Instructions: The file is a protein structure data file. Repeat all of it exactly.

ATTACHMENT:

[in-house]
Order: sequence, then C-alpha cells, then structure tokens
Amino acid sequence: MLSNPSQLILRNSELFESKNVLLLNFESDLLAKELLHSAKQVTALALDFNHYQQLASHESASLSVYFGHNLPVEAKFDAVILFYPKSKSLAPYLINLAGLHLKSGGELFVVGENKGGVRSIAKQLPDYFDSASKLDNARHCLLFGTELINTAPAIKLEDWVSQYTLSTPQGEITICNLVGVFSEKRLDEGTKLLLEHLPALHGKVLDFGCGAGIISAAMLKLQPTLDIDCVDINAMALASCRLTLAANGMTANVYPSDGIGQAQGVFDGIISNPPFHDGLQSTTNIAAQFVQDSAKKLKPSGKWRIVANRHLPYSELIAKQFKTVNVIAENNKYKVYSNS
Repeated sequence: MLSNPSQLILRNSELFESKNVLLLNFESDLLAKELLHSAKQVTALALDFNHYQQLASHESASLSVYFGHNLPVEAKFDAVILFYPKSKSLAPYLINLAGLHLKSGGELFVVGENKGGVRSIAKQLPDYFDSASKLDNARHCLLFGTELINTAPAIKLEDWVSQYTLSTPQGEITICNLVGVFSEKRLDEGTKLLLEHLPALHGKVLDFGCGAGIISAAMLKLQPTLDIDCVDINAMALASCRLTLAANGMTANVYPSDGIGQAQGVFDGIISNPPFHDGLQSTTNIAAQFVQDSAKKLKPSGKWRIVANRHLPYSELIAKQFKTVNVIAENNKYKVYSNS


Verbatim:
[in-house]
Order: sequence, then C-alpha cells, then structure tokens
Amino acid sequence: MLSNPSQLILRNSELFESKNVLLLNFESDLLAKELLHSAKQVTALALDFNHYQQLASHESASLSVYFGHNLPVEAKFDAVILFYPKSKSLAPYLINLAGLHLKSGGELFVVGENKGGVRSIAKQLPDYFDSASKLDNARHCLLFGTELINTAPAIKLEDWVSQYTLSTPQGEITICNLVGVFSEKRLDEGTKLLLEHLPALHGKVLDFGCGAGIISAAMLKLQPTLDIDCVDINAMALASCRLTLAANGMTANVYPSDGIGQAQGVFDGIISNPPFHDGLQSTTNIAAQFVQDSAKKLKPSGKWRIVANRHLPYSELIAKQFKTVNVIAENNKYKVYSNS
Repeated sequence: MLSNPSQLILRNSELFESKNVLLLNFESDLLAKELLHSAKQVTALALDFNHYQQLASHESASLSVYFGHNLPVEAKFDAVILFYPKSKSLAPYLINLAGLHLKSGGELFVVGENKGGVRSIAKQLPDYFDSASKLDNARHCLLFGTELINTAPAIKLEDWVSQYTLSTPQGEITICNLVGVFSEKRLDEGTKLLLEHLPALHGKVLDFGCGAGIISAAMLKLQPTLDIDCVDINAMALASCRLTLAANGMTANVYPSDGIGQAQGVFDGIISNPPFHDGLQSTTNIAAQFVQDSAKKLKPSGKWRIVANRHLPYSELIAKQFKTVNVIAENNKYKVYSNS